Jump to content
  • Advertisement


This topic is now archived and is closed to further replies.


How does the math of a perspective matrix work?

This topic is 5479 days old which is more than the 365 day threshold we allow for new replies. Please post a new topic.

If you intended to correct an error in the post then please contact us.

Recommended Posts

I'm reading along in my book about the 3d pipeline and I can't quite figure out how the perspective matrix transforms 3d coordinates into a unit cube. From my gathering of what the perspective matrix does I believe it should do this 1) Multiply the x coordinate so it lays between [-1,1] 2) Multiply the y coordinate so it lays between [-1,1] 3) Multiply the z coordinate so it lays between [-1,1] 4) Set w = z From that I would believe the perspective matrix would look like this(row major form)
(2/r-l)   0       0      0
   0   (2/b-t)    0      0
   0      0    (2/f-n)   1
   0      0       0      0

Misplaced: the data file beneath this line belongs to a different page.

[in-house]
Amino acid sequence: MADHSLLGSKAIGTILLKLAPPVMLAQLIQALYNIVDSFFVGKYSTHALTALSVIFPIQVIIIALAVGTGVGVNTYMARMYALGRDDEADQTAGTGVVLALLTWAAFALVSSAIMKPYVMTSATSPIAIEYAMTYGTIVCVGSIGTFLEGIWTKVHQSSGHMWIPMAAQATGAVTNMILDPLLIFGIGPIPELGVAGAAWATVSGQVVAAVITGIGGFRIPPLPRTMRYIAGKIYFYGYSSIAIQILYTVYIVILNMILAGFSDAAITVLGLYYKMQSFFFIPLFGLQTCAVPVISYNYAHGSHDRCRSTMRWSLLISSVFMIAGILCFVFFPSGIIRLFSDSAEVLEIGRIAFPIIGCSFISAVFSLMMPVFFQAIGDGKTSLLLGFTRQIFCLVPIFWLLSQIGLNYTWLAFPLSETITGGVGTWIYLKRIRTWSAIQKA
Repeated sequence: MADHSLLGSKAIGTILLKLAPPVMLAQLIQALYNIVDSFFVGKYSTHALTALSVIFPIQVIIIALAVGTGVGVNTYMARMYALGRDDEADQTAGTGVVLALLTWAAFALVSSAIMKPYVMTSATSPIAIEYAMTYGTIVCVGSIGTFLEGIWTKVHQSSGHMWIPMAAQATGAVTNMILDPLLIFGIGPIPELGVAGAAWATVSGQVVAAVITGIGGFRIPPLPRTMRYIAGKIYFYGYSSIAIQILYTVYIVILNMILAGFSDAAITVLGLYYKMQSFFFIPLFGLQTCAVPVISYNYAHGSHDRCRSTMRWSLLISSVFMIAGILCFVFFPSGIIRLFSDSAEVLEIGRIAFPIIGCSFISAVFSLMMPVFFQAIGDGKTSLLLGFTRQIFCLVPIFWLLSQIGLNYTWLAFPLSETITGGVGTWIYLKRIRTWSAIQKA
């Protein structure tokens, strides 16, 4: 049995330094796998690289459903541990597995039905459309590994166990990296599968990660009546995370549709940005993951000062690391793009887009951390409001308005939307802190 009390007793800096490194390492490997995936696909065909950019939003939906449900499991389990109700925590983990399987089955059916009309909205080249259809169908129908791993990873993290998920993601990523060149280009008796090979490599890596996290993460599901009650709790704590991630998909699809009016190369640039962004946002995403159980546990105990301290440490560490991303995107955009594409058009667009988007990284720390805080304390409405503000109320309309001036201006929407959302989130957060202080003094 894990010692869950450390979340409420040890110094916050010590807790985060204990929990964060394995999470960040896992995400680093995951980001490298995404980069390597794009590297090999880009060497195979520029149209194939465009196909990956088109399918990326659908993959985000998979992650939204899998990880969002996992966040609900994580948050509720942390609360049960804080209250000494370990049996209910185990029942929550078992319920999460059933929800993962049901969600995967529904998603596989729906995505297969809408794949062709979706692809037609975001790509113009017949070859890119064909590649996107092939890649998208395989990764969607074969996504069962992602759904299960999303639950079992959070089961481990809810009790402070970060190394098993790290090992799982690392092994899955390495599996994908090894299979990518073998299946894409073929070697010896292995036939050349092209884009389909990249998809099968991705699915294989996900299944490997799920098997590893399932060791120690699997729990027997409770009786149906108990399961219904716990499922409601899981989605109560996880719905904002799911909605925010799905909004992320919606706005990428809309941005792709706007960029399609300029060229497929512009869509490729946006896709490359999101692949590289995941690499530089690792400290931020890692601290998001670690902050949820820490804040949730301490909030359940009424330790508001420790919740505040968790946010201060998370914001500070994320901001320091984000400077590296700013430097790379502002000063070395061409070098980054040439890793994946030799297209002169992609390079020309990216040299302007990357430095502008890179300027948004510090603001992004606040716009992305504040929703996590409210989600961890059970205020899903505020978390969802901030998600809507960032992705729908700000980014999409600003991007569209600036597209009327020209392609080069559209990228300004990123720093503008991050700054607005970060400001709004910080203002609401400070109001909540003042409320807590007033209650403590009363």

That would multiply the x value by 1 over half the width of the screen, the y value by 1 over half the screen's height and the z value by 1 over half the depth. Also it would multiply w*z which would effectively set w = z. All the conditions would be fufilled I believe. But this is not the matrix that my book gives me and unfortunatly it doesn't give an explaniation of the math it just says "The perspective transform matrix that transforms the frutum into a unit cube is given as follows." I transposed the matrix because they had it in column major form, but here it is in row major form hopefully i transposed correctly.
(2n/r-l)    0         0      0
   0     (2n/t-b)     0      0
(r+l/r-l)(t+b/t-b) (f/f-n)   1
   0        0     -(fn/f-n)  0